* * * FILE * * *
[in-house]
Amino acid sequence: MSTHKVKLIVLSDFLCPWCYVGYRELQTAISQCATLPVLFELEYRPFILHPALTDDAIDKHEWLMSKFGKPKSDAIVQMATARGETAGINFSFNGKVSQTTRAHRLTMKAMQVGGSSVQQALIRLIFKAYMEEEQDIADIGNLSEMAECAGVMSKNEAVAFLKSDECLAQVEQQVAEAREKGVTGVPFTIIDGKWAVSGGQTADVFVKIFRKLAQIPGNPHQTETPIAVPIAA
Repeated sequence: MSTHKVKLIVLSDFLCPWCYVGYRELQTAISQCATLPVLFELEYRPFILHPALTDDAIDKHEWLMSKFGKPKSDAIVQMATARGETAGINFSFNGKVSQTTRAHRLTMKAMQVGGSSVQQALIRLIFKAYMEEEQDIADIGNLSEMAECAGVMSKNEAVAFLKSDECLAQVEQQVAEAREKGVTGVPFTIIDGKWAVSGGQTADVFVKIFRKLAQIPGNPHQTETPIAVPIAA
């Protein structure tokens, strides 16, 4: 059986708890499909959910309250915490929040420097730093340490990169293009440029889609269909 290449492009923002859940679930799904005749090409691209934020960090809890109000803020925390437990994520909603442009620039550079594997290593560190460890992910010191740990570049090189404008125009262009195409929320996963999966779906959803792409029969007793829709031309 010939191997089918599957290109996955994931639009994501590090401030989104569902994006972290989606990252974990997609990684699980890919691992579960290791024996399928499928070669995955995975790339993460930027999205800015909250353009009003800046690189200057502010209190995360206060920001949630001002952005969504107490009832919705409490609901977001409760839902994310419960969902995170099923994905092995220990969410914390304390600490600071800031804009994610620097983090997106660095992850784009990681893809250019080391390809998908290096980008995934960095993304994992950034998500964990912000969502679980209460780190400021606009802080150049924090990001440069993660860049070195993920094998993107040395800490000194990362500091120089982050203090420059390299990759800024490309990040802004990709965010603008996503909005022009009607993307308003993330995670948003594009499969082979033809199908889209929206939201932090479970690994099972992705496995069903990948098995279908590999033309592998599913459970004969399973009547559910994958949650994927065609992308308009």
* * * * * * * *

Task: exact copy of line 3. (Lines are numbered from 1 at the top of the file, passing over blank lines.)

Repeated sequence: MSTHKVKLIVLSDFLCPWCYVGYRELQTAISQCATLPVLFELEYRPFILHPALTDDAIDKHEWLMSKFGKPKSDAIVQMATARGETAGINFSFNGKVSQTTRAHRLTMKAMQVGGSSVQQALIRLIFKAYMEEEQDIADIGNLSEMAECAGVMSKNEAVAFLKSDECLAQVEQQVAEAREKGVTGVPFTIIDGKWAVSGGQTADVFVKIFRKLAQIPGNPHQTETPIAVPIAA